Gerhard Gustave “Gary” Poppinga passed away unexpectedly from complications Tuesday, May 8, 2018. Gary will be dearly missed by his wife of 67 years, Norma Jean, and his children, David (Yvonne), Kim (Scott) and Thomas, as well as 11 grandchildren and eight great-grandchildren. He was predeceased by his loving daughter, Karen, in 2011.
Gary was born in Portland and raised in Hubbard until his parents moved to Ohio when Gary was 16. He then enrolled at Wheaton College Academy for high school. After high school he completed the U.S. Naval Academy’s Flight Training Program, then graduated from Wheaton College with a degree in mathematics. Later he completed a master’s program at Colorado State.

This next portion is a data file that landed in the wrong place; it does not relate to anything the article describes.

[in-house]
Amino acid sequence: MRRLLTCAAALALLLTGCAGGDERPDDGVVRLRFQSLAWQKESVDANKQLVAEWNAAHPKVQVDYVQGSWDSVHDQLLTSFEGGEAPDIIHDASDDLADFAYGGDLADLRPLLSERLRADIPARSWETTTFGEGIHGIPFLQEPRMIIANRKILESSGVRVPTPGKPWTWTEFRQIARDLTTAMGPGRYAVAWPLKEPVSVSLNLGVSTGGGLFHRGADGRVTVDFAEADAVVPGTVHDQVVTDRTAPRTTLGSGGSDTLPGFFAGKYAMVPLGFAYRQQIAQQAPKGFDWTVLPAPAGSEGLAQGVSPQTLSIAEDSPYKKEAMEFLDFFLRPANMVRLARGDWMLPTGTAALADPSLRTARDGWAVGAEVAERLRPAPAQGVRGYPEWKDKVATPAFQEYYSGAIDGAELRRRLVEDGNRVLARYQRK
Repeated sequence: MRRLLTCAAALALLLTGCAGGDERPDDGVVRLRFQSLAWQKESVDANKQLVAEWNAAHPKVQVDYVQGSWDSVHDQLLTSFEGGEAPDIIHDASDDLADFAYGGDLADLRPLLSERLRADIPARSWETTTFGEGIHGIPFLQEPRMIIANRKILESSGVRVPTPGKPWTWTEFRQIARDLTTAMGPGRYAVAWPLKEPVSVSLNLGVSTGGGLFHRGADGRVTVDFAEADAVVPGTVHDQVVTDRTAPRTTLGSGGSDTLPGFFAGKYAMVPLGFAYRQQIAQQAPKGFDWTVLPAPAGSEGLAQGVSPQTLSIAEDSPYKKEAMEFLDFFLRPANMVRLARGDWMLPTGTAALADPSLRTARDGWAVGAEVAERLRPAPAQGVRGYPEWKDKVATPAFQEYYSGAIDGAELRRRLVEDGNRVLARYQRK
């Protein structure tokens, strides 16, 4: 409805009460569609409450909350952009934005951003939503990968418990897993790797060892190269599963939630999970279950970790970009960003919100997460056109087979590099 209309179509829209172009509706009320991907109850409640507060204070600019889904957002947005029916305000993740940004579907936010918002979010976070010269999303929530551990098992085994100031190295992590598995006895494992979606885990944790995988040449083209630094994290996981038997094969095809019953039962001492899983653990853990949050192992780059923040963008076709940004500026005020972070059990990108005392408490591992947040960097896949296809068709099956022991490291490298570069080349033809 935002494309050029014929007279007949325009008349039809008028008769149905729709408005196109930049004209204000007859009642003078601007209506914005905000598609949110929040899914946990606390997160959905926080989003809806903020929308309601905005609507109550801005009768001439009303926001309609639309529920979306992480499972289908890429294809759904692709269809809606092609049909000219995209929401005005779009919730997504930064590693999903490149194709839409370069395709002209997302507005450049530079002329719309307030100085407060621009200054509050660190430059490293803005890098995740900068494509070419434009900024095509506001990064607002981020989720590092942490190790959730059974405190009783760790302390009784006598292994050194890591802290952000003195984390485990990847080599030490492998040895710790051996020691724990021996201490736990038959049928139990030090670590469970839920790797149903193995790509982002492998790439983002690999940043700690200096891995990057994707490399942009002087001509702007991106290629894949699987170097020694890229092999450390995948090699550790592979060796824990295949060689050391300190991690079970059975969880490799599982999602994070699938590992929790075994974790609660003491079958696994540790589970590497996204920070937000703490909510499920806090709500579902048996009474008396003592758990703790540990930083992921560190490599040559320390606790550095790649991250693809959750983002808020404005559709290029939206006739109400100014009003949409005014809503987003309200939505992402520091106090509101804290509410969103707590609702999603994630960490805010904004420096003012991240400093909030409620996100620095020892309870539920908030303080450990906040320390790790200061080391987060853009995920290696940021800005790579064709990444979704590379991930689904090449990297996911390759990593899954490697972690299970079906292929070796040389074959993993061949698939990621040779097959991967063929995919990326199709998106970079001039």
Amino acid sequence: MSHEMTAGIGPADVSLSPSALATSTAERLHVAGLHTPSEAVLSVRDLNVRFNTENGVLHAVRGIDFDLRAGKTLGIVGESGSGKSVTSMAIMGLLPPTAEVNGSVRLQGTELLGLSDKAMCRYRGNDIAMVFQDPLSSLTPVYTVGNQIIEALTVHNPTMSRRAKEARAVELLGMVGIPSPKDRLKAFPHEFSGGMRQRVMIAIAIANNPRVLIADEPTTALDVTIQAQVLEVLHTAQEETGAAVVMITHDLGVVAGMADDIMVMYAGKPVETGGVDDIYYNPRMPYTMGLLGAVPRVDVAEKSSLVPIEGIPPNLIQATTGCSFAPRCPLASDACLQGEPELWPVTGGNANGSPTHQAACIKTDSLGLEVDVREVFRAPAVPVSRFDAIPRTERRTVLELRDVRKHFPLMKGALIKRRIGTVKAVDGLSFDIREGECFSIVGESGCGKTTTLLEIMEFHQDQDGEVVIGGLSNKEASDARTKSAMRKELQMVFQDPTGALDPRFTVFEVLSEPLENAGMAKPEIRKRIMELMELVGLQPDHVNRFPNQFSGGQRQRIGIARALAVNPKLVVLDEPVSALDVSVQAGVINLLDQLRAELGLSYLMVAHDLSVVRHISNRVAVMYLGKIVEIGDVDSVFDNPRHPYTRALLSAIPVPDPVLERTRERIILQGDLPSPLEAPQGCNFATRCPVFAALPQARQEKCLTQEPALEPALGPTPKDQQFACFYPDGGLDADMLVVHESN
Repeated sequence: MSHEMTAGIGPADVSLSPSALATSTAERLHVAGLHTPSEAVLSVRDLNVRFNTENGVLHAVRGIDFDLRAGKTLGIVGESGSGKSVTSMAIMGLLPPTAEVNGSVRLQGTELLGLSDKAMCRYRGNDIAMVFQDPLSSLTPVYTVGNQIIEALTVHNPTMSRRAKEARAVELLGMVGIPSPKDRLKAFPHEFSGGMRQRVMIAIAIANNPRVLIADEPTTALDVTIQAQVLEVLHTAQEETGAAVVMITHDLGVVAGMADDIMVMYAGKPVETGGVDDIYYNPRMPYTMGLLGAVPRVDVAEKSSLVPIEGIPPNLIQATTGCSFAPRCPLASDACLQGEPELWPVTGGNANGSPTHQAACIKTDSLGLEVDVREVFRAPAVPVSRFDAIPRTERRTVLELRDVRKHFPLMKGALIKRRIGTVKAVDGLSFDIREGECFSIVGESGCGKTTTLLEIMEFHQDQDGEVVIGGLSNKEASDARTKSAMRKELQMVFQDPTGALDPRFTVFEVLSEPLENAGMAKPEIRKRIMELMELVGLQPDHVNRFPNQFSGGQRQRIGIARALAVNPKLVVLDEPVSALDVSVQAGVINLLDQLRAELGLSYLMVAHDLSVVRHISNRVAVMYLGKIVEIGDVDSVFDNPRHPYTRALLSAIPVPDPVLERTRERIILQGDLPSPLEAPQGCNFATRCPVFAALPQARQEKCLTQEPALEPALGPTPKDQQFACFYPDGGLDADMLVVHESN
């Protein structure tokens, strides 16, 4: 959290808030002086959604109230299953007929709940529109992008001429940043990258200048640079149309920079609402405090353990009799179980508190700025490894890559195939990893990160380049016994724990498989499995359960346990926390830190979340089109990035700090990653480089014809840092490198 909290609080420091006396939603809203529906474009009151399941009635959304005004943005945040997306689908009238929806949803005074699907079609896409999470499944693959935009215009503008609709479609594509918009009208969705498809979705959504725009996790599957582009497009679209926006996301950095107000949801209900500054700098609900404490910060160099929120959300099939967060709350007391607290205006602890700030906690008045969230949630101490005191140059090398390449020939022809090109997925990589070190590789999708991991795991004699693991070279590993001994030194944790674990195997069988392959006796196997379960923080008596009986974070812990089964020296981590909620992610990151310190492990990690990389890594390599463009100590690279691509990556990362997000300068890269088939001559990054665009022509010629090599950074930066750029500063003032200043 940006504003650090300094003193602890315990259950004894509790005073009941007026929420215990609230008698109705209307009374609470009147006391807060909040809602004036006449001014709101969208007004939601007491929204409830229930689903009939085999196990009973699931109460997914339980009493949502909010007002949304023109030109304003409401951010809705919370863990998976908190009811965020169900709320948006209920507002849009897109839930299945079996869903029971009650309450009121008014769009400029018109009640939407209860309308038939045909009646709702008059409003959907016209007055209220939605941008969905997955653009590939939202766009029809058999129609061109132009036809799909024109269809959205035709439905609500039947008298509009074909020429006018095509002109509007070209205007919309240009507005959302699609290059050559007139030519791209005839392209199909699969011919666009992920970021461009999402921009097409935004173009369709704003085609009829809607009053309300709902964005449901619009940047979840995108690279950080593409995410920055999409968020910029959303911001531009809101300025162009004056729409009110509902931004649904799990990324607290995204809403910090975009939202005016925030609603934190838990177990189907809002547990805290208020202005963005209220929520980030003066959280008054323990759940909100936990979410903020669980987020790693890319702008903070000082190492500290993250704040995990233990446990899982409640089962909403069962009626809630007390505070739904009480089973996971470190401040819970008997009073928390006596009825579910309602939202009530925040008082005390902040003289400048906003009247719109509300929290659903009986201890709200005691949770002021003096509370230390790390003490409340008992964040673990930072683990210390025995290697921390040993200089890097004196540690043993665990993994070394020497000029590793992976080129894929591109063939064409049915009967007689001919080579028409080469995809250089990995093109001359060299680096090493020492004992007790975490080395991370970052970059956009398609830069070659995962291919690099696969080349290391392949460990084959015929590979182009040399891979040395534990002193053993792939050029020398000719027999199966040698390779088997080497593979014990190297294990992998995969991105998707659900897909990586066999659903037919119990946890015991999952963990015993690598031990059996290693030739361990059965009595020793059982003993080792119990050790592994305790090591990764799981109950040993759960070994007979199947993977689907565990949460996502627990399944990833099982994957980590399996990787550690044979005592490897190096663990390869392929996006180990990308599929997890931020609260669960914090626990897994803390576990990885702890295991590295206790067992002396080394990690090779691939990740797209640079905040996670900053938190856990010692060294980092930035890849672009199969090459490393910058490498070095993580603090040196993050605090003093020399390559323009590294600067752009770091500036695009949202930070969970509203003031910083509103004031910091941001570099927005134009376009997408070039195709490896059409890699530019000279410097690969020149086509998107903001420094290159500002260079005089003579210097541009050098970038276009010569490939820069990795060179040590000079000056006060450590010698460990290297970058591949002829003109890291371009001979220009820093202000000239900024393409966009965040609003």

Post college graduation, he returned to the Northwest to complete a teaching certificate at the University of Oregon, where he met Norma Begg, whom he married in August 1951. Gary and Norma later served as missionaries at Faith Academy, a boarding school for missionary kids. They were at Faith for nine years, where Gary had a tremendous impact as teacher and superintendent. He was honored later in life with a portion of Faith Academy being named Poppinga Hall.
Upon their permanent return to the states in 1967, Gary taught math for 19 years for the Parkrose School district at the junior high and high school. Gary served various times as department chair, coach and athletic director.